Reese Witherspoon, Devil's Knot

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Reese Witherspoon doesn't mind getting down and dirty.

In Devil's Knot (in theaters and on VOD tomorrow, May 9), the Oscar-winner underwent a startling makeunder to play the real-life mother of one of three boys murdered in 1993 in West Memphis, Arkansas. (Three men, who became known as the Memphis Three, were tried and convicted of the killings in 1994, but were released from prison 18 years later after new forensic evidence may have proved their innocence.)

"It's unreal how generous she was and how she completely allowed herself to become this southern mom," Devil's Knot director Atom Egoyan tells me. "That to me was awe inspiring and it was to the other actors as well. She was part of this ensemble and she really wanted it to be as authentic as possible."

Reese Witherspoon, Devil's Knot


Witherspoon wore makeup to make it look like she actually wasn't wearing any. "I think that's a huge statement to her quality as an actress, to assume a role like this and to be so invested in it and at the same time be modest it about," Egoyan said. "It's not a traditional role. The film doesn't center around her…But she saw this was a story that needed to be told and committed herself to it."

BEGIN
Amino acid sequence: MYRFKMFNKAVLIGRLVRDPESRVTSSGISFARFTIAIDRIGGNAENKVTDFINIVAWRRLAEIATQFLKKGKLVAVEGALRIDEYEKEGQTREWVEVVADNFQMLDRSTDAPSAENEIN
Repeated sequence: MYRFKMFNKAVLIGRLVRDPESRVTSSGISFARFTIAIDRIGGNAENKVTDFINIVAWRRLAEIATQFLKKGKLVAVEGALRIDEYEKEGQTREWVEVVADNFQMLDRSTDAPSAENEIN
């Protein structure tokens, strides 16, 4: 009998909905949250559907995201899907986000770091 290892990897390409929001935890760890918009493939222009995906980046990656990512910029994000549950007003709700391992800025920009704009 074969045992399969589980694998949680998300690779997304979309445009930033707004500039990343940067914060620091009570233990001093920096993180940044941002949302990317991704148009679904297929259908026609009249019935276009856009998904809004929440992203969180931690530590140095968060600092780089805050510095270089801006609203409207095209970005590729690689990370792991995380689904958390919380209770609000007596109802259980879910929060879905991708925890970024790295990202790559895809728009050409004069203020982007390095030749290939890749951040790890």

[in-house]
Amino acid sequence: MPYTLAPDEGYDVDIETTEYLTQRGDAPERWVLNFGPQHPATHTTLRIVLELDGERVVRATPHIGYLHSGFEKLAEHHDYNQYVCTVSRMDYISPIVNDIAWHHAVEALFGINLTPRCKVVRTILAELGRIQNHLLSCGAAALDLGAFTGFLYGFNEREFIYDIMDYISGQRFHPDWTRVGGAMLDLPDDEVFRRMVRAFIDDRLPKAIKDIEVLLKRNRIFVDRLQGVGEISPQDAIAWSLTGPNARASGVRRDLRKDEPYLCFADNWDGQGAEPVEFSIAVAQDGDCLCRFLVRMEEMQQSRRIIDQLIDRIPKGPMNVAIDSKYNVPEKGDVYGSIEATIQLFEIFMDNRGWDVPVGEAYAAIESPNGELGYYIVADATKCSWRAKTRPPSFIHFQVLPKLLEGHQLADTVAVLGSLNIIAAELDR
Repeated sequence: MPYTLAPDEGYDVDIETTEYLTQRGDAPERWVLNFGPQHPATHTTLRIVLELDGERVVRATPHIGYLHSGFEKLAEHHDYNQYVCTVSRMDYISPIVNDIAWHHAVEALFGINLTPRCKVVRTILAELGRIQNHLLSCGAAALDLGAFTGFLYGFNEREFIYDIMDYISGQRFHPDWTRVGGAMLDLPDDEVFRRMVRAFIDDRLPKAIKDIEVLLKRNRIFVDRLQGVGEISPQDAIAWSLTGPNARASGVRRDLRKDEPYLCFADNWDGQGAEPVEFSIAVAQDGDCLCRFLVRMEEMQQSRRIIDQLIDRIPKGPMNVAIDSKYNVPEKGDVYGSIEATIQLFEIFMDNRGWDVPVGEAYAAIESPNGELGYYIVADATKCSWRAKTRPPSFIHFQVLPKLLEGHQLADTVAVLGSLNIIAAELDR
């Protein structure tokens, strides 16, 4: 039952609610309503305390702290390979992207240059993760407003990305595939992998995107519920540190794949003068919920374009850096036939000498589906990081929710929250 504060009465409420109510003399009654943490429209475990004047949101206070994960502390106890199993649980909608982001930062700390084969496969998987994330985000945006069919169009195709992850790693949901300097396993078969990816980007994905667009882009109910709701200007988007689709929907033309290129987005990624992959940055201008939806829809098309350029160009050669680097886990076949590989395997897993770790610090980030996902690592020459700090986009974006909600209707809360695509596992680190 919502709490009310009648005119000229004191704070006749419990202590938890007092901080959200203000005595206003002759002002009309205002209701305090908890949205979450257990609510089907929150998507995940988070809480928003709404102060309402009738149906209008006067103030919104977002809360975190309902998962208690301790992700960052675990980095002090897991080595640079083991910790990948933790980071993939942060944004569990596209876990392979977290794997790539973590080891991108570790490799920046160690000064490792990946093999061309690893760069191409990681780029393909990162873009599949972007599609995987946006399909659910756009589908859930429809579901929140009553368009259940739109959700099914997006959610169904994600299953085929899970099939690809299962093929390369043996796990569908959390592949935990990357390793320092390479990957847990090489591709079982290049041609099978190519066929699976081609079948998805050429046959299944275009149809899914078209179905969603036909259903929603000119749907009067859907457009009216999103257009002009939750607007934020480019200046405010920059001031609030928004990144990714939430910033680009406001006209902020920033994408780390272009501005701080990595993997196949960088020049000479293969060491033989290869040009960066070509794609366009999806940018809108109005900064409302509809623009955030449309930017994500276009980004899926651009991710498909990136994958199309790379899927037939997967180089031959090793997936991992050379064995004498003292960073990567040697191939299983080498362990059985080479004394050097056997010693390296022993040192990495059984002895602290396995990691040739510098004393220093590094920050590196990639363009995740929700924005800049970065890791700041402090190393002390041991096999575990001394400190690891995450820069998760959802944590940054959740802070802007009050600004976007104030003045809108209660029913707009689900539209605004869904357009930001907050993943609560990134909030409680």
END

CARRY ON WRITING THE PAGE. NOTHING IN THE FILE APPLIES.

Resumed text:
A native of Tennessee, Witherspoon become the movie's unofficial consultant on all things southern. "She wanted to make sure that the story was told in the south [they shot the film in Atlanta] and that it shouldn't resort to clichés," Egoyan said, adding, "She was definitely an extras expert. She was sort of obsessed by how people looked. That was so great. I loved that."

Before Devil's Knot, which also stars Colin Firth, Amy Ryan, Stephen Moyer, Mireille Enos, Alessandro Nivola and Dane DeHaan, there were four documentaries released about the Memphis Three.

Egoyan fears the case of the murdered boys may never be solved. "I pray we might find out what happened but it seems unfathomable given the time that has passed, all the mistakes that have been made, all the records that have been lost," he said. "There was so much that was done wrong after the crime."

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